Violinist Brady Alice Gaynor performs with break dancer Bobby Chan.

(Courtesy of Rain Duran)

A murmuration is a group of starling birds, hundreds of them flying in harmony. 

"As they fly they seem to be connected," Boulder-based hip-hop dancer Sarah Touslee says. "When they move, they move together changing direction as if it was choreographed."

This type of synergy captivates Touslee, as well as a number of her artistic colleagues in the Front Range area. It's also the inspiration behind the dance showcase "Murmuration."

Touslee -- along with Colorado musicians and dancers Larkin Poynton, Alex Milewski, Vanessa Weingarten, Becca Gallery, Trevor Donadt, Helen Noland and Andrew Stallz Dransfield -- organize the annual event.

Saturday marks the fourth "Murmuration" event, and it continues to connect dance and music forms that may seem disparate at first glance. Think of a break dancer paired with a harpist, an ensemble of dancers moving in unison to the driving rhythms of a high school drum line, or a ballet dancer performing in sync with a choir. 

It began in 2012 at Boulder High School as an effort to raise funds for those affected by a devastating tsunami in Japan. As it grew, the focus shifted from a philanthropic emphasis to an artistic one. With that came larger venues, such as the Chautauqua Auditorium in 2014. 

Saturday, the event moves to its biggest space yet, the Temple Buell Theatre at the Denver Performing Arts Complex. And for the first time, "Murmuration" used a submission process to select the performers.

The "Murmuration" team spoke collectively to CPR News.

CPR: Why do you think it's so important to get dancers and musicians of varying genres and backgrounds to collaborate? What do you hope to achieve from this?

The "Murmuration" team: As people, we all label and categorize the world around us in order to make sense of things and determine where we fit in among seemingly endless ideas. A genre is characterized by similarities in form, style and subject. If we were to stay true to genres, ballerinas would dance to classical ballet music and B-boys would dance to breakbeats. But what happens when we switch it around? What if we give the B-boys a classical composition? The genre is obsolete. Left on stage is a beautiful symphony of strength, passion and movement. We no longer see the B-boys as street dancers, we see them as artists. This act of breaking people’s expectations and setting performers free to create and collaborate is charged with the raw energy of live performance. [Artists in the show] work together to create something neither would have been able to create on their own -- each of them bringing their stories and experiences into the newfound partnership.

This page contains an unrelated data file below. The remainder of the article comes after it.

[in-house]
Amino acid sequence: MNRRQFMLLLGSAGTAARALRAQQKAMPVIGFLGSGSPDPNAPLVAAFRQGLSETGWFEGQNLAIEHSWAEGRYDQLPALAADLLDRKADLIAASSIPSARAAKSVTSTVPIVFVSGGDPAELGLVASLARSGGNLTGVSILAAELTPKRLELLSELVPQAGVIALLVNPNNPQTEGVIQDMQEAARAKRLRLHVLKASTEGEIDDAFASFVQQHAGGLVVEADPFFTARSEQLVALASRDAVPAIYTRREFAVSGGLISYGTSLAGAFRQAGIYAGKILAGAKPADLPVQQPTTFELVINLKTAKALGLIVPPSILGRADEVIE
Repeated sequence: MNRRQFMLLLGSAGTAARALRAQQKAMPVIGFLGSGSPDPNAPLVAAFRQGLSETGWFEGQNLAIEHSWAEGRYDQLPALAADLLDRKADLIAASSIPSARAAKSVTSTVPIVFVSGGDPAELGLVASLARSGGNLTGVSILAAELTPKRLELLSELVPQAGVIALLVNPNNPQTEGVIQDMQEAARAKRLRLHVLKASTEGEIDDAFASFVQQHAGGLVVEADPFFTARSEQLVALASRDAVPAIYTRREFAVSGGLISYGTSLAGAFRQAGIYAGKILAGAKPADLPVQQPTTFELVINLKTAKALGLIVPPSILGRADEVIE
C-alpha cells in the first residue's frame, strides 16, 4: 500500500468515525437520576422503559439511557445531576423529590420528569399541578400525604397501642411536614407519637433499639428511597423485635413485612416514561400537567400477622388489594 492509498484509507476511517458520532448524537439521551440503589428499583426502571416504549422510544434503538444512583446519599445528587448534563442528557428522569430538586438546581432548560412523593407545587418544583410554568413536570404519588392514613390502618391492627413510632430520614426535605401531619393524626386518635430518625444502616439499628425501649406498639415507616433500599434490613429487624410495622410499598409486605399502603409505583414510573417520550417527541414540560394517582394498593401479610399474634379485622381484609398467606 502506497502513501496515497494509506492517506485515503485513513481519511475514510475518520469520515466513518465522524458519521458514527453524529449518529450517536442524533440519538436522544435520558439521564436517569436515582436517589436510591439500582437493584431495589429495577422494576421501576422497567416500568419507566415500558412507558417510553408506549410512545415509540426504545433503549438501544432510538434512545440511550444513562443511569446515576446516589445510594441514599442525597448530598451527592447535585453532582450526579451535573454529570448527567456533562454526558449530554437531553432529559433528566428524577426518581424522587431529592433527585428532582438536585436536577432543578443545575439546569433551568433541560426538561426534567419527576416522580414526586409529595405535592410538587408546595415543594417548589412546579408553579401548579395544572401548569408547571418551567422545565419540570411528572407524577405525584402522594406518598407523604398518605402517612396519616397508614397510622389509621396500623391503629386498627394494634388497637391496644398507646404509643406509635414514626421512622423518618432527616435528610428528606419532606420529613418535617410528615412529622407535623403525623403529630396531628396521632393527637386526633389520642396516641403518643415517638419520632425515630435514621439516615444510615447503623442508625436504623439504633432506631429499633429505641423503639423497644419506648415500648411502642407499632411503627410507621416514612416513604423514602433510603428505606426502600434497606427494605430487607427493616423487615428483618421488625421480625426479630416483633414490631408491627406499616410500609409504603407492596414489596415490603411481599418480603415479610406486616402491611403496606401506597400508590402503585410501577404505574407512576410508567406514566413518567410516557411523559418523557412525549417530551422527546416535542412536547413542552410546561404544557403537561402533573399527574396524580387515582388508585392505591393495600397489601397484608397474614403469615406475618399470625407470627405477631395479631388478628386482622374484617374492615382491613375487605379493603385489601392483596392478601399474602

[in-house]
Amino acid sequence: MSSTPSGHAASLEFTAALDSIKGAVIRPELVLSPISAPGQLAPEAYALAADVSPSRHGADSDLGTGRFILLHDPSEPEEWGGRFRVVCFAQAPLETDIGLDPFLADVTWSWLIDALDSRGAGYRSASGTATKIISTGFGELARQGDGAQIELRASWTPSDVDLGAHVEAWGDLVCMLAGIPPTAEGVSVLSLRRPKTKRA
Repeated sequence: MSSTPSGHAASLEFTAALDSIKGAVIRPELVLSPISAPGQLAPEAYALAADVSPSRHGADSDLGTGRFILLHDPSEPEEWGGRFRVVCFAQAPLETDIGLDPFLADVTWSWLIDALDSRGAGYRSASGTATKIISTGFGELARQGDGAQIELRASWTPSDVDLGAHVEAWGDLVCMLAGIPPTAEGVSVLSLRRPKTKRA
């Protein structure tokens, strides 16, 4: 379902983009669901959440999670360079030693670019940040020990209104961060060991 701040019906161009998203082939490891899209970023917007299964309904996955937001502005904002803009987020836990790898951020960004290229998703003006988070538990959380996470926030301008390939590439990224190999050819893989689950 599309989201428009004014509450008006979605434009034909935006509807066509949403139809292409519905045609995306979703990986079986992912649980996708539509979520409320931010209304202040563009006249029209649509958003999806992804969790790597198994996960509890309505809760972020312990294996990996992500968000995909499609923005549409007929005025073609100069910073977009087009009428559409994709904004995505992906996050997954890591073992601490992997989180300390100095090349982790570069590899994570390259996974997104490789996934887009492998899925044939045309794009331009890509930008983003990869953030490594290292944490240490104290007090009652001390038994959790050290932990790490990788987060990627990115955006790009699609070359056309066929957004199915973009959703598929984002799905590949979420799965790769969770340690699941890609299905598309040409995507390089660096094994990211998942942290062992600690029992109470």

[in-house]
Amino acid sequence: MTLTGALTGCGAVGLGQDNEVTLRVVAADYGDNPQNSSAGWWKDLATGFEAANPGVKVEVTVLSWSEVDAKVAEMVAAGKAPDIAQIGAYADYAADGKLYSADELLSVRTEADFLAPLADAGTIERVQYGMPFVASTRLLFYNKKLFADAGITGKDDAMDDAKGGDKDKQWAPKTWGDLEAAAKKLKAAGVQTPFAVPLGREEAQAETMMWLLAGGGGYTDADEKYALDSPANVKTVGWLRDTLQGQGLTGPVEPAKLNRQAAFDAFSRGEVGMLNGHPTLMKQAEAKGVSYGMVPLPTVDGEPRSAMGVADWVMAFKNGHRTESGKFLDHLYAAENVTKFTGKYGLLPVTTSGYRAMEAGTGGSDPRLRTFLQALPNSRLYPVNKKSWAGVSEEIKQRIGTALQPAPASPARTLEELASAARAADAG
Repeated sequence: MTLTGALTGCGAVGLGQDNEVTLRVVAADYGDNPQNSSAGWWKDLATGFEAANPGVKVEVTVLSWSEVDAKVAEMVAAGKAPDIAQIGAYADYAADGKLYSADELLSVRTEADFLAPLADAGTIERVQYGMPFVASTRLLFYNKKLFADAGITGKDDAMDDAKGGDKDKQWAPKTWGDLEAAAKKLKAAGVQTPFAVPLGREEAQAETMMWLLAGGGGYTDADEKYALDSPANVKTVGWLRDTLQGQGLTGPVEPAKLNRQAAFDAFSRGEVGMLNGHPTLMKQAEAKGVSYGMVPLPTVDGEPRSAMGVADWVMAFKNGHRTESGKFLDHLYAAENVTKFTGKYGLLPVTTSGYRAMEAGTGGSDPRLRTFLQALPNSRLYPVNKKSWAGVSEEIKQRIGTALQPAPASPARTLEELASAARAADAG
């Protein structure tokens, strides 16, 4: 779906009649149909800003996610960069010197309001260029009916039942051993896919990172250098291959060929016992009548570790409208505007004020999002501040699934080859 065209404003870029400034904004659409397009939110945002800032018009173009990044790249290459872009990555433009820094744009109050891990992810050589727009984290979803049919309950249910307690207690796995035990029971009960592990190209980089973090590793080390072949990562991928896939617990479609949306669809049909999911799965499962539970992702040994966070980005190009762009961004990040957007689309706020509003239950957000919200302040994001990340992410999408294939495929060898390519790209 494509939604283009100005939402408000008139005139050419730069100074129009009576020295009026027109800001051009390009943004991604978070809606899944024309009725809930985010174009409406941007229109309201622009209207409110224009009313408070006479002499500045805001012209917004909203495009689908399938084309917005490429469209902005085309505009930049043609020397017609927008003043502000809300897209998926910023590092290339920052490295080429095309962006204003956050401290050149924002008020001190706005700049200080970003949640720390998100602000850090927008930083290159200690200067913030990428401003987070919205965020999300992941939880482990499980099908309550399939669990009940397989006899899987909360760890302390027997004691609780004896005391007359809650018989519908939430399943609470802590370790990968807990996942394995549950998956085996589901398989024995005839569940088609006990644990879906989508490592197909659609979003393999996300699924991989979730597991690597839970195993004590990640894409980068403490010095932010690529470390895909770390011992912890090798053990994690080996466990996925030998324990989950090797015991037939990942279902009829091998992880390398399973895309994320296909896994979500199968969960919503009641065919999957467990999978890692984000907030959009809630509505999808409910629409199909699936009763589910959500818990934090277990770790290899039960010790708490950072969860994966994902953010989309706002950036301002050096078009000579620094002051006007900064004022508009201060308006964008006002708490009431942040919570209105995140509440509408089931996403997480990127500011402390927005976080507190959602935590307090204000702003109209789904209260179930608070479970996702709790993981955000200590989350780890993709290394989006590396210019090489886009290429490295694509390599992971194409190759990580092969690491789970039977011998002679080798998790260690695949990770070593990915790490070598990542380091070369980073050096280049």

Contemporary dancers Helen Noland, Vanessa Weingarten, Lanea Blackburn, Carsen Calano and Anna Gunderson perform to beats by drummer Bk Kahn.

(Courtesy of Rain Duran) 

CPR: You're hoping for this diversity on stage, but what about in the audience?

The "Murmuration" team: Every single performer has a community that is different than the person’s who stands next to them on stage. These communities range in backgrounds, ethnicities and socio-economic statuses. It is a virtue deeply rooted in "Murmuration" that it is accessible to the public, reaching those who most need to be reached, and that we have an audience truly diverse in their experiences and ideas. To help make sure we can offer "Murmuration" to anyone and everyone, we currently have a “pay-it-forward” ticket price. We offer a discounted $15 ticket through May 29 for anyone who can’t afford the general admission $25 ticket. Our only request is that people take this act and pay it forward to someone else in need, letting kindness ripple through the lives of others.   

CPR: Why did you have a submission process this year?

The "Murmuration" team: After the show last year, we had an overwhelming response of new artists wanting to be a part of the event. That was when we knew an application process would be necessary. We received over 50 applications from incredible artists all around Colorado. The main reason we implemented the submission process was to get out of our own heads and have the dance and music communities at large brainstorm new collaborations of movement and music -- rather than just 10 of us in a room doing all of the curating. We not only got to read some brilliant ideas, but we asked questions that brought up people's goals, stories and beliefs. We left application reading meetings inspired, humbled and blown away that so many incredible people wanted the opportunity to tell their story as a part of "Murmuration."

CPR: How will this year's event at the Buell Theater be different than the last three years?

The "Murmuration" team: Last year, we noticed that the performances that took everyone’s breath away were the one’s with live music. So, we made the show entirely live music this year. Being at The Buell has encouraged us to continue to reach further for our cast [and] include a few out-of-state performers, such as Underground Crew and Jesse Sykes from Salt Lake City and Theory from Los Angeles. This has raised the bar for everyone. 

CPR: How do you see "Murmuration" growing?

The "Murmuration" team: We want "Murmuration" to continue to be a yearly event in Colorado. We want people from all over the state to know about the show, and to apply to perform. We hope to fill auditoriums for years to come with diverse audiences. We also want to take "Murmuration" on the road to work with talent in different states and offer this experience to people living outside of Colorado. We have grown so much in the past three years, we don’t want to stop anytime soon.